Discovering the diary by chance, bestselling author Benjamin Hoff set out to solve the longstanding mystery of its origin. His biography of Opal that accompanies the diary provides fascinating proof that the document is indeed authentic — the work of a magically gifted child, America’s forgotten interpreter of nature.


Catching a Storyfish
by Jannice N. Harrington [j Harrington]

Keet knows the only good thing about moving away from her Alabama home is that she’ll live near her beloved grandfather. When Keet starts school, it’s even worse than she expected, as the kids tease her about her southern accent. Now Keet, who can ‘talk the whiskers off a catfish,’ doesn’t want to open her mouth. Slowly, though, while fishing with her grandfather, she learns the art of listening. Gradually, she makes her first new friend. But just as she’s beginning to settle in, her grandfather has a stroke, and even though he’s still nearby, he suddenly feels ever-so-far-away. Keet is determined to reel him back to her by telling him stories; in the process she finds her voice and her grandfather again. This lyrical and deeply emotional novel-in-verse celebrates the power of story and of finding one’s individual voice.


Ebb & Flow
by Heather Smith [j Smith]

After a “rotten bad year” on the mainland, eleven-year-old Jett returns to Newfoundland to spend the summer with his sprightly Grandma Jo (whose hair is dyed cotton candy blue to match her house), bringing along a shameful secret involving the betrayal of a friend. As summer unfolds, Grandma Jo nurtures in Jett his sense of caring for others while giving him space to breathe. Jett finds himself examining memories of his past like bits of sea glass-arranging them in a way he can make sense of as he struggles to come to terms with past mistakes. A powerful and engaging narrative, composed of artfully wrought vignettes, Ebb & Flow washes over the reader, pulling them into the mystery of what happened to Jett on the mainland, and into his journey to redemption.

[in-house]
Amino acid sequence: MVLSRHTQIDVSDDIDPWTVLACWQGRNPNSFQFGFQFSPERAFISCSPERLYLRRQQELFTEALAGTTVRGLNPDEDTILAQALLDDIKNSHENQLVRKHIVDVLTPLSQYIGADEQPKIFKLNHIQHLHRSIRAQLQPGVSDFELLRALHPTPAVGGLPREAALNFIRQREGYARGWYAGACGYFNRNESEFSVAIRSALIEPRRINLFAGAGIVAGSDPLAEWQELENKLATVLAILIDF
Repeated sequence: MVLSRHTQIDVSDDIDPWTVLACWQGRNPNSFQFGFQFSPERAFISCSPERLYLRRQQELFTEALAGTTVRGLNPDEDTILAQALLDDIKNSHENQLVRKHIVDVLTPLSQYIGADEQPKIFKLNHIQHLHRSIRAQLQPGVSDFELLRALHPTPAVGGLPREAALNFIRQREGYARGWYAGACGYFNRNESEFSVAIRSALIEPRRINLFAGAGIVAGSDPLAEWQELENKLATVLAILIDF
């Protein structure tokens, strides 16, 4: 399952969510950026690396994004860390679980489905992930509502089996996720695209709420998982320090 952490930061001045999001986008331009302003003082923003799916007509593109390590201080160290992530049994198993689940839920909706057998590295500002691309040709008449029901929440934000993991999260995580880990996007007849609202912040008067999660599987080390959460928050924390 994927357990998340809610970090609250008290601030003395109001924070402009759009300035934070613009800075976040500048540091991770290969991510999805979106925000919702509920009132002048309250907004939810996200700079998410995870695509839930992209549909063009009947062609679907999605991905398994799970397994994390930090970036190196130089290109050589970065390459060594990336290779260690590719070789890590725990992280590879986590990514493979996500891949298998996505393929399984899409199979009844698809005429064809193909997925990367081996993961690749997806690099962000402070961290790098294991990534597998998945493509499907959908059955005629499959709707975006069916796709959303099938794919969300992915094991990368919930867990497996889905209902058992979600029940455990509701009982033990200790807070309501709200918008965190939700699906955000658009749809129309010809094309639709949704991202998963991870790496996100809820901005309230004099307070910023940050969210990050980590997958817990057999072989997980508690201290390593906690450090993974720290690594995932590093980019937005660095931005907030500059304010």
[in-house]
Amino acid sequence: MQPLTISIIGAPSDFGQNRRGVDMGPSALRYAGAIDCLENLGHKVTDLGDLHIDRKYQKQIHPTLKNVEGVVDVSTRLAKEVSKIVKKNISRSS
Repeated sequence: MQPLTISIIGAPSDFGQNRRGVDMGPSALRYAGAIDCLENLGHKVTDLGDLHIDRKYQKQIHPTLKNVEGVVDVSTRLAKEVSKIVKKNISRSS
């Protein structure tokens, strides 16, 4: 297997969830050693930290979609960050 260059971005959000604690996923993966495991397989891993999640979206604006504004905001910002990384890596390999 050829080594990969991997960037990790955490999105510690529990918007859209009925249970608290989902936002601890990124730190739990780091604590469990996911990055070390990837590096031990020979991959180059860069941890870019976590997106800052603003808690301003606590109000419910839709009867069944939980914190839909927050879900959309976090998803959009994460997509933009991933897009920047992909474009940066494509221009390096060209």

Before the Ever After
by Jacqueline Woodson [j Woodson]

ZJ’s friends Ollie, Darry and Daniel help him cope when his father, a beloved professional football player, suffers severe headaches and memory loss that spells the end of his career.


Apple: Skin to the Core: A Memoir in Words and Pictures
by Eric Gansworth [YA Biography Gansworth]

The term “Apple” is a slur in Native communities across the country. It’s for someone supposedly “red on the outside, white on the inside.” Eric Gansworth is telling his story in Apple: Skin to the Core. The story of his family, of Onondaga among Tuscaroras, of Native folks everywhere. From the horrible legacy of the government boarding schools, to a boy watching his siblings leave and return and leave again, to a young man fighting to be an artist who balances multiple worlds. Eric shatters that slur and reclaims it in verse and prose and imagery that truly lives up to the word heartbreaking.


They Call Me Guero: A Border Kid’s Poems
by David O. Bowles [jPB (Non-Fiction) Bowles]

Twelve-year-old Guero, a red-headed, freckled Mexican American border kid, discovers the joy of writing poetry, thanks to his seventh grade English teacher.


Alternates

Swing
by Kwame Alexander [YA Alexander]

Turtle Under Ice
by Juleah Del Rosario [YA Del Rosario]

Forest World
by Margarita Engel [j Engel]

The Firefly Letters: A Suffragette’s Journey to Cuba
by Margarita Engel [YA Engel]